Well, it certainly was more than that, not that she'd admit it in present company. Exactly who would be here in this room at this moment had been a matter of strenuous debate. Representatives of the Tinkers were however notably absent from this affair. The simplest reason, to Quill’s way of thinking, was that they had backed out. Decided to let other Houses squabble over jurisdiction and then sweep in behind the victor to make their own discoveries without stepping on any toes. Cowardice masquerading as efficiency.

Hot indignant breath blasted from Bludgeon's mouth like an armored charge when he recovered. “Don’t give me that self-serving intellectual dung! We all know bloody well what it is! Shorter and stouter than the scrolls say, but so what?" He pointed over to the other male in the room, Redpike, and continued, "I trust the trolls who brought that body here more than any old tale, and they tell me the bag of bones is lighter than anything its size has any right or reason to be!”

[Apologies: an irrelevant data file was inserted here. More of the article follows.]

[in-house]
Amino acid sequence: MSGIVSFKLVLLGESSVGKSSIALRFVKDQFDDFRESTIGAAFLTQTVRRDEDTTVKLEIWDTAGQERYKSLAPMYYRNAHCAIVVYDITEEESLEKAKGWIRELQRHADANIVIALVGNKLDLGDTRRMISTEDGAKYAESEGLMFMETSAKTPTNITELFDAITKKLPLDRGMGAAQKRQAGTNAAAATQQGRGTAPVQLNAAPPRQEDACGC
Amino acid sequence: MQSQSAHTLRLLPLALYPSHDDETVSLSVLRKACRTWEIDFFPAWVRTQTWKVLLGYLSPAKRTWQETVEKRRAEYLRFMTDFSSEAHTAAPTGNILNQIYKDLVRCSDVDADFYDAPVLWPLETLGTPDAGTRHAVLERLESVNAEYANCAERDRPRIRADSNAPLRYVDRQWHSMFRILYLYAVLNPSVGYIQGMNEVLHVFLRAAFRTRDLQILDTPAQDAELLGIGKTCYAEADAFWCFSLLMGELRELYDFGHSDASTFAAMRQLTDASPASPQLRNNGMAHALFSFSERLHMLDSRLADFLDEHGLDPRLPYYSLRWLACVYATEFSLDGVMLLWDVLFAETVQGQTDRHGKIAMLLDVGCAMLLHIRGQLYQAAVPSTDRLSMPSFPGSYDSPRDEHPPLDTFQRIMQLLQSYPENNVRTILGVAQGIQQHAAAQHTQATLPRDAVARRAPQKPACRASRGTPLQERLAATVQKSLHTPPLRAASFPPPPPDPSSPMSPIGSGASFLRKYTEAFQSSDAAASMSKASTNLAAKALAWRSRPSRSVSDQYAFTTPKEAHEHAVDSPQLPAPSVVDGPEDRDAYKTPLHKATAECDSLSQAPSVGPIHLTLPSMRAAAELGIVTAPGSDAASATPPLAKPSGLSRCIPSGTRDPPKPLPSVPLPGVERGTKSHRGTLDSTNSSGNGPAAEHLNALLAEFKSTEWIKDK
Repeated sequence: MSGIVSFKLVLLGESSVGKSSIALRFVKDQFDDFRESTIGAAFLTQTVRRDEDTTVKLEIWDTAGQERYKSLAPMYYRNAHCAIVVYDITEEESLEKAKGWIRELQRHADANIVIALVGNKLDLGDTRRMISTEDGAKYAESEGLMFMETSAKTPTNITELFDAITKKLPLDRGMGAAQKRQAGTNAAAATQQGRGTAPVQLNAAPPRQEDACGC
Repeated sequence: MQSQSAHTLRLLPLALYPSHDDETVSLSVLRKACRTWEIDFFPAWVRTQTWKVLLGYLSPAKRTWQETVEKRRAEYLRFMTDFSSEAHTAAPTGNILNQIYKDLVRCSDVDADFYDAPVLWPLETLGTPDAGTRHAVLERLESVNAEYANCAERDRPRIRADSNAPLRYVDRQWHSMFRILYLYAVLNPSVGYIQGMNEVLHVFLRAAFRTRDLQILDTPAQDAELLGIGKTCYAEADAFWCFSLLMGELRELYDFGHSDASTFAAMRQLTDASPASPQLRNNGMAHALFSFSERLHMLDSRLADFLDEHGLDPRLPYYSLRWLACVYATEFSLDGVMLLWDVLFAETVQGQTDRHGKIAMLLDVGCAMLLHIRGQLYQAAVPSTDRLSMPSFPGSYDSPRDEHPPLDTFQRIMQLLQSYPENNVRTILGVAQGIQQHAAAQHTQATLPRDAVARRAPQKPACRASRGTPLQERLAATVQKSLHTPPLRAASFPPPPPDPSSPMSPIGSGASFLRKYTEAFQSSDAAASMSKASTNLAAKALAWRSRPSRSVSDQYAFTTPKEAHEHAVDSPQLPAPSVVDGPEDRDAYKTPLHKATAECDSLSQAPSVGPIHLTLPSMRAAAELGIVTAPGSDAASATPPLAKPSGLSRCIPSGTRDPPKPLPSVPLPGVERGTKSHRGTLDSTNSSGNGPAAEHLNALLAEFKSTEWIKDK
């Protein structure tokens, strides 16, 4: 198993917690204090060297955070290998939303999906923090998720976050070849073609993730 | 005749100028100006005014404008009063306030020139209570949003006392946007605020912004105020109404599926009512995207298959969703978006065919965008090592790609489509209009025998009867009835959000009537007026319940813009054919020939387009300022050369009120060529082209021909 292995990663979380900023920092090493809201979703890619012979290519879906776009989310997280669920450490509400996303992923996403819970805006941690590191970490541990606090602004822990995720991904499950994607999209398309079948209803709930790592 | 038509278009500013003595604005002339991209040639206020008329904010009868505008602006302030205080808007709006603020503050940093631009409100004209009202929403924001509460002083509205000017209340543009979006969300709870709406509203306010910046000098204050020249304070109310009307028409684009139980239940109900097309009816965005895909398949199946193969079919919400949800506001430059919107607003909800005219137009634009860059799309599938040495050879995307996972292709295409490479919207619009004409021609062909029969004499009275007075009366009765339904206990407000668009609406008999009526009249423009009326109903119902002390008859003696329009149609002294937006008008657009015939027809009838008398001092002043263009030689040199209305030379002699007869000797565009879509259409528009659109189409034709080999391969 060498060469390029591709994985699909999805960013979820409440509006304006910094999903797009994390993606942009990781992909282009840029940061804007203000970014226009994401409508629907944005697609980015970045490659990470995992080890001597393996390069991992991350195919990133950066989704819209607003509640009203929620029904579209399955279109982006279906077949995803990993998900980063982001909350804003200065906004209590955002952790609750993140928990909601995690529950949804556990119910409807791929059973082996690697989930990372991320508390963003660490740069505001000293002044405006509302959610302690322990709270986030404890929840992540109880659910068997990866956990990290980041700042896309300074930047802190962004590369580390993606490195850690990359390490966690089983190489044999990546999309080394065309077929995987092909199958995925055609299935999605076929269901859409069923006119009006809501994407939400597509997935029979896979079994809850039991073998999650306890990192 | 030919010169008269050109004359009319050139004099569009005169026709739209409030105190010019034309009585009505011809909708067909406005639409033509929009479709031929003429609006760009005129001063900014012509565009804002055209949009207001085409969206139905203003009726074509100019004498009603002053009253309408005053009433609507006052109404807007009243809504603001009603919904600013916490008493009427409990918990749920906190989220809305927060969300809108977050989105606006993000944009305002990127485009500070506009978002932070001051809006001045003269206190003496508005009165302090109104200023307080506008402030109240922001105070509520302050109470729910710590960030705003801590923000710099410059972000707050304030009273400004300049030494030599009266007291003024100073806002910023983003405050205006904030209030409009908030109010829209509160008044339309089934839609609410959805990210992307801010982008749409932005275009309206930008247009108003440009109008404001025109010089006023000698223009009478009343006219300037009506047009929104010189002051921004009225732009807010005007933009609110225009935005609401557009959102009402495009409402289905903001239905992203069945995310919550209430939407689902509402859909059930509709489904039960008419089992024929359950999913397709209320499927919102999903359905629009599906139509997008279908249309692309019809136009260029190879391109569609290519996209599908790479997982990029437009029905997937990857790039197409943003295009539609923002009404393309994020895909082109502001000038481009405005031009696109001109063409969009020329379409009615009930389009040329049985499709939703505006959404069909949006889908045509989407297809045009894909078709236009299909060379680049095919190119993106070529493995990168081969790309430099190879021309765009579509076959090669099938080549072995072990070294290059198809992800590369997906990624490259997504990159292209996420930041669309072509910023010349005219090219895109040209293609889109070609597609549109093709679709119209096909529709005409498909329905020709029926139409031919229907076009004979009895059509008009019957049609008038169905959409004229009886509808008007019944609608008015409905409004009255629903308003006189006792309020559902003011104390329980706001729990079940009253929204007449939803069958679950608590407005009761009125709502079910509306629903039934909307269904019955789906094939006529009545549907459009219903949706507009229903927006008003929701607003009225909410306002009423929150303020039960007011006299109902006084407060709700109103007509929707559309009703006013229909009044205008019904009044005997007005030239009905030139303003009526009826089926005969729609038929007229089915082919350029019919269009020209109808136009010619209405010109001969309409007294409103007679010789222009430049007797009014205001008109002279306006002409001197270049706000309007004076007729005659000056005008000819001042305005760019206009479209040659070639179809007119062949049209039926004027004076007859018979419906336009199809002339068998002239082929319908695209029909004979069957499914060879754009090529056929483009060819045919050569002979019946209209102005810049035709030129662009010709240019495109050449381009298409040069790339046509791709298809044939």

“Speculation!” Quill interrupted.

“Elegant simplicity! Those pointy ears and ridiculous eyes alone are a dead giveaway!”

“And we know that our ancient persecutors took that form in response to something they knew was already on this world!” Quill shot back, her patience with paranoid militaristic prattle reaching its end. “This one could just as easily be what they came here to find!” This was the first real chance to find out either way, and the results of this most vital inquiry could not — would not!— be despoiled by unfounded claims. Quill waved the unsigned death certificate in Bludgeon's face. “Until I say it’s a Palace Keeper, it’s not a Palace Keeper.”

“Begging your pardons,” prompted Thumbprint, the final member of the four. A fellow Scholar, tasked with taking down notes and Quill’s dictation. She was situated opposite the body at the far end of the chamber. “We do have at our disposal a means of answering this question definitively. The very same that our grandfathers’ grandfathers’ grandfathers used when tasked to find a shapeshifter who’d become lost within a new form. It just so happens that said means has been passed down my family line.”